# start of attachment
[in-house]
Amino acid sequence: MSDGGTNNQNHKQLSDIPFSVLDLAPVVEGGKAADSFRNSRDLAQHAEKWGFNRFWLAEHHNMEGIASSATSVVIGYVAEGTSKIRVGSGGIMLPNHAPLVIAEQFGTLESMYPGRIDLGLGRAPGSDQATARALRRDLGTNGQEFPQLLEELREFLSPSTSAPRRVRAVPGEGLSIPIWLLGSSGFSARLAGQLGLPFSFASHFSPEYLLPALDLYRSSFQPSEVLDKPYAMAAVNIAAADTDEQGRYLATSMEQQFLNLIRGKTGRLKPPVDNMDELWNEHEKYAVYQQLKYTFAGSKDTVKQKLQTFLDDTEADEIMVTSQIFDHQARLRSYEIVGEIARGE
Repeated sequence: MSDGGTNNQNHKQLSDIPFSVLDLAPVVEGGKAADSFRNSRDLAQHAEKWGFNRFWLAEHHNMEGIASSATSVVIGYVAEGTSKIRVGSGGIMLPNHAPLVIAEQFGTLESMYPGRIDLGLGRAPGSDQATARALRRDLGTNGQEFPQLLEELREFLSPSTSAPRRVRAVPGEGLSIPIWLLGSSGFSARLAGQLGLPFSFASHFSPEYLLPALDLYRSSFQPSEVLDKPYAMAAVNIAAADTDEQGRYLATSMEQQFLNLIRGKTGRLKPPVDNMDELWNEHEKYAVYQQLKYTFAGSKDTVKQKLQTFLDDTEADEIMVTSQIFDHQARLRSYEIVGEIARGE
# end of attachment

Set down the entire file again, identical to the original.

[in-house]
Amino acid sequence: MSDGGTNNQNHKQLSDIPFSVLDLAPVVEGGKAADSFRNSRDLAQHAEKWGFNRFWLAEHHNMEGIASSATSVVIGYVAEGTSKIRVGSGGIMLPNHAPLVIAEQFGTLESMYPGRIDLGLGRAPGSDQATARALRRDLGTNGQEFPQLLEELREFLSPSTSAPRRVRAVPGEGLSIPIWLLGSSGFSARLAGQLGLPFSFASHFSPEYLLPALDLYRSSFQPSEVLDKPYAMAAVNIAAADTDEQGRYLATSMEQQFLNLIRGKTGRLKPPVDNMDELWNEHEKYAVYQQLKYTFAGSKDTVKQKLQTFLDDTEADEIMVTSQIFDHQARLRSYEIVGEIARGE
Repeated sequence: MSDGGTNNQNHKQLSDIPFSVLDLAPVVEGGKAADSFRNSRDLAQHAEKWGFNRFWLAEHHNMEGIASSATSVVIGYVAEGTSKIRVGSGGIMLPNHAPLVIAEQFGTLESMYPGRIDLGLGRAPGSDQATARALRRDLGTNGQEFPQLLEELREFLSPSTSAPRRVRAVPGEGLSIPIWLLGSSGFSARLAGQLGLPFSFASHFSPEYLLPALDLYRSSFQPSEVLDKPYAMAAVNIAAADTDEQGRYLATSMEQQFLNLIRGKTGRLKPPVDNMDELWNEHEKYAVYQQLKYTFAGSKDTVKQKLQTFLDDTEADEIMVTSQIFDHQARLRSYEIVGEIARGE